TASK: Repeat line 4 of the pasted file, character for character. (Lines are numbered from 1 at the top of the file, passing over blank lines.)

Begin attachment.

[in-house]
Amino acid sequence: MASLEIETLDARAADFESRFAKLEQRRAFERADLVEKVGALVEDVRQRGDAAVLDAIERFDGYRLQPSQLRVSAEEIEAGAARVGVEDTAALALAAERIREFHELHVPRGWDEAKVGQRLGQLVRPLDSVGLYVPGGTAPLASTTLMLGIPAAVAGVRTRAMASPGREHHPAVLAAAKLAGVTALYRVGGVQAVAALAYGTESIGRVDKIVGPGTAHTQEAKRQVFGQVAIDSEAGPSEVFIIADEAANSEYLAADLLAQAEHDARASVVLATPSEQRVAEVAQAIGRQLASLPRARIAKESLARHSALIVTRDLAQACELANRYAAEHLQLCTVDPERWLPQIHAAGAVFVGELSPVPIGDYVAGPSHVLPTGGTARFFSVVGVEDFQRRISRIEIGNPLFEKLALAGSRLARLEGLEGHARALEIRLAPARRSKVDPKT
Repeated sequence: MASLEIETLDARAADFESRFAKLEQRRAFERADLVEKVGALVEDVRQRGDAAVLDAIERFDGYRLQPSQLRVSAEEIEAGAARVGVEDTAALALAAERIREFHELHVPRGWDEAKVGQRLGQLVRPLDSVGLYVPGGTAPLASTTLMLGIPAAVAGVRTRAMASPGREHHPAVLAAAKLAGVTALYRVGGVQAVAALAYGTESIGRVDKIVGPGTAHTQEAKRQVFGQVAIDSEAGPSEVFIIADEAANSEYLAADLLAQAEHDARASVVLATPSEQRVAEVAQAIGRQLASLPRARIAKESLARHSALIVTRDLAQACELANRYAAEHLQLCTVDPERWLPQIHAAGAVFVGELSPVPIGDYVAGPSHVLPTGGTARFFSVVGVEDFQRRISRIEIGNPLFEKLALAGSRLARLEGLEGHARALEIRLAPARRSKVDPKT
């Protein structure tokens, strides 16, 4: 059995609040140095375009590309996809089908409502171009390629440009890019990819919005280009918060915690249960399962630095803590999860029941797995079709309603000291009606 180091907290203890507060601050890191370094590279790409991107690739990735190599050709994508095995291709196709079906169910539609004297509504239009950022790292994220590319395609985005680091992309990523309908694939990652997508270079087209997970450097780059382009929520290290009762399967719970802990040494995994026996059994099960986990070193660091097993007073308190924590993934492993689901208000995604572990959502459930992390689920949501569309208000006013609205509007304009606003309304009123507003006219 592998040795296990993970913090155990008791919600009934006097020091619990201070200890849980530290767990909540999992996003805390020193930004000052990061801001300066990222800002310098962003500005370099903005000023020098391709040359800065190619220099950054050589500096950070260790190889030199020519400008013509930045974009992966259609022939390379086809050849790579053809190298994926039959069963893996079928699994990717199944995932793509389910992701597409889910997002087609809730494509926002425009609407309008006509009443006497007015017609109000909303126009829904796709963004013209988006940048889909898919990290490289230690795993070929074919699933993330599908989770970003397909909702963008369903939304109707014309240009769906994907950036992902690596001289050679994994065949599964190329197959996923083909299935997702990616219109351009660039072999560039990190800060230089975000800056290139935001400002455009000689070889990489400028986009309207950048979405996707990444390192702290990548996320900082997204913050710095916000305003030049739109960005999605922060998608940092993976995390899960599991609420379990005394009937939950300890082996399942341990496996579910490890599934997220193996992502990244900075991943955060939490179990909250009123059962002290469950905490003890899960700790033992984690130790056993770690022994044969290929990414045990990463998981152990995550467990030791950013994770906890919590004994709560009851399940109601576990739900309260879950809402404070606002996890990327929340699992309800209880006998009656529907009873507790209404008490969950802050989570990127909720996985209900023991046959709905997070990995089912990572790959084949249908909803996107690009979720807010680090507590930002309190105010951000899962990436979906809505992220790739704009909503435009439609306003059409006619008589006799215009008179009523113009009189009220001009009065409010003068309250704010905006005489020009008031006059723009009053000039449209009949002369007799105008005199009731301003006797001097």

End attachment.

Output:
């Protein structure tokens, strides 16, 4: 059995609040140095375009590309996809089908409502171009390629440009890019990819919005280009918060915690249960399962630095803590999860029941797995079709309603000291009606 180091907290203890507060601050890191370094590279790409991107690739990735190599050709994508095995291709196709079906169910539609004297509504239009950022790292994220590319395609985005680091992309990523309908694939990652997508270079087209997970450097780059382009929520290290009762399967719970802990040494995994026996059994099960986990070193660091097993007073308190924590993934492993689901208000995604572990959502459930992390689920949501569309208000006013609205509007304009606003309304009123507003006219 592998040795296990993970913090155990008791919600009934006097020091619990201070200890849980530290767990909540999992996003805390020193930004000052990061801001300066990222800002310098962003500005370099903005000023020098391709040359800065190619220099950054050589500096950070260790190889030199020519400008013509930045974009992966259609022939390379086809050849790579053809190298994926039959069963893996079928699994990717199944995932793509389910992701597409889910997002087609809730494509926002425009609407309008006509009443006497007015017609109000909303126009829904796709963004013209988006940048889909898919990290490289230690795993070929074919699933993330599908989770970003397909909702963008369903939304109707014309240009769906994907950036992902690596001289050679994994065949599964190329197959996923083909299935997702990616219109351009660039072999560039990190800060230089975000800056290139935001400002455009000689070889990489400028986009309207950048979405996707990444390192702290990548996320900082997204913050710095916000305003030049739109960005999605922060998608940092993976995390899960599991609420379990005394009937939950300890082996399942341990496996579910490890599934997220193996992502990244900075991943955060939490179990909250009123059962002290469950905490003890899960700790033992984690130790056993770690022994044969290929990414045990990463998981152990995550467990030791950013994770906890919590004994709560009851399940109601576990739900309260879950809402404070606002996890990327929340699992309800209880006998009656529907009873507790209404008490969950802050989570990127909720996985209900023991046959709905997070990995089912990572790959084949249908909803996107690009979720807010680090507590930002309190105010951000899962990436979906809505992220790739704009909503435009439609306003059409006619008589006799215009008179009523113009009189009220001009009065409010003068309250704010905006005489020009008031006059723009009053000039449209009949002369007799105008005199009731301003006797001097």